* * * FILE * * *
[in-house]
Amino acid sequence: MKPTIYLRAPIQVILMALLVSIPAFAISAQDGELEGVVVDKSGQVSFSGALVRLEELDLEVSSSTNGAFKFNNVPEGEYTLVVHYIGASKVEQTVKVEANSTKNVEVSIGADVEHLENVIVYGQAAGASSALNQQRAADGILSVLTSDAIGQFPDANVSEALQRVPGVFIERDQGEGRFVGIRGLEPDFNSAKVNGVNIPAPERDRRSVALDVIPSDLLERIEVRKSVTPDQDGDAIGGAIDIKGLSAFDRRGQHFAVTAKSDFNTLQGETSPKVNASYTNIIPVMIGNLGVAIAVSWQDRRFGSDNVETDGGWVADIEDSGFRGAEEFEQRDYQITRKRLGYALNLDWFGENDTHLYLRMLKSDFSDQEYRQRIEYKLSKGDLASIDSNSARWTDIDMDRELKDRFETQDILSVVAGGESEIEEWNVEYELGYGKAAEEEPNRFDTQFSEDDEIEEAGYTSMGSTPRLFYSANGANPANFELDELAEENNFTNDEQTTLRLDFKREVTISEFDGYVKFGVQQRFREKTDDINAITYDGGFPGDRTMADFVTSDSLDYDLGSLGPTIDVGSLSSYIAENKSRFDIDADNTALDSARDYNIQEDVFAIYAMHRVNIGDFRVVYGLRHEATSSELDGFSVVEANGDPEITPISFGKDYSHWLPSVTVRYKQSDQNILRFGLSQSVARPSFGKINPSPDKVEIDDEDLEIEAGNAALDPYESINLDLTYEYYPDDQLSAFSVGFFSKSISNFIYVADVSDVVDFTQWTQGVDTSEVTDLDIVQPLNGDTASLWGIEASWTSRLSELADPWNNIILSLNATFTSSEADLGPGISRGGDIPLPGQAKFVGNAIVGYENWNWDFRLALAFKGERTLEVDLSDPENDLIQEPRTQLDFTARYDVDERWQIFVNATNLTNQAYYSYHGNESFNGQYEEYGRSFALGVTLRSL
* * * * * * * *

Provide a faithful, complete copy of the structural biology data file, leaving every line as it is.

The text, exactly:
[in-house]
Amino acid sequence: MKPTIYLRAPIQVILMALLVSIPAFAISAQDGELEGVVVDKSGQVSFSGALVRLEELDLEVSSSTNGAFKFNNVPEGEYTLVVHYIGASKVEQTVKVEANSTKNVEVSIGADVEHLENVIVYGQAAGASSALNQQRAADGILSVLTSDAIGQFPDANVSEALQRVPGVFIERDQGEGRFVGIRGLEPDFNSAKVNGVNIPAPERDRRSVALDVIPSDLLERIEVRKSVTPDQDGDAIGGAIDIKGLSAFDRRGQHFAVTAKSDFNTLQGETSPKVNASYTNIIPVMIGNLGVAIAVSWQDRRFGSDNVETDGGWVADIEDSGFRGAEEFEQRDYQITRKRLGYALNLDWFGENDTHLYLRMLKSDFSDQEYRQRIEYKLSKGDLASIDSNSARWTDIDMDRELKDRFETQDILSVVAGGESEIEEWNVEYELGYGKAAEEEPNRFDTQFSEDDEIEEAGYTSMGSTPRLFYSANGANPANFELDELAEENNFTNDEQTTLRLDFKREVTISEFDGYVKFGVQQRFREKTDDINAITYDGGFPGDRTMADFVTSDSLDYDLGSLGPTIDVGSLSSYIAENKSRFDIDADNTALDSARDYNIQEDVFAIYAMHRVNIGDFRVVYGLRHEATSSELDGFSVVEANGDPEITPISFGKDYSHWLPSVTVRYKQSDQNILRFGLSQSVARPSFGKINPSPDKVEIDDEDLEIEAGNAALDPYESINLDLTYEYYPDDQLSAFSVGFFSKSISNFIYVADVSDVVDFTQWTQGVDTSEVTDLDIVQPLNGDTASLWGIEASWTSRLSELADPWNNIILSLNATFTSSEADLGPGISRGGDIPLPGQAKFVGNAIVGYENWNWDFRLALAFKGERTLEVDLSDPENDLIQEPRTQLDFTARYDVDERWQIFVNATNLTNQAYYSYHGNESFNGQYEEYGRSFALGVTLRSL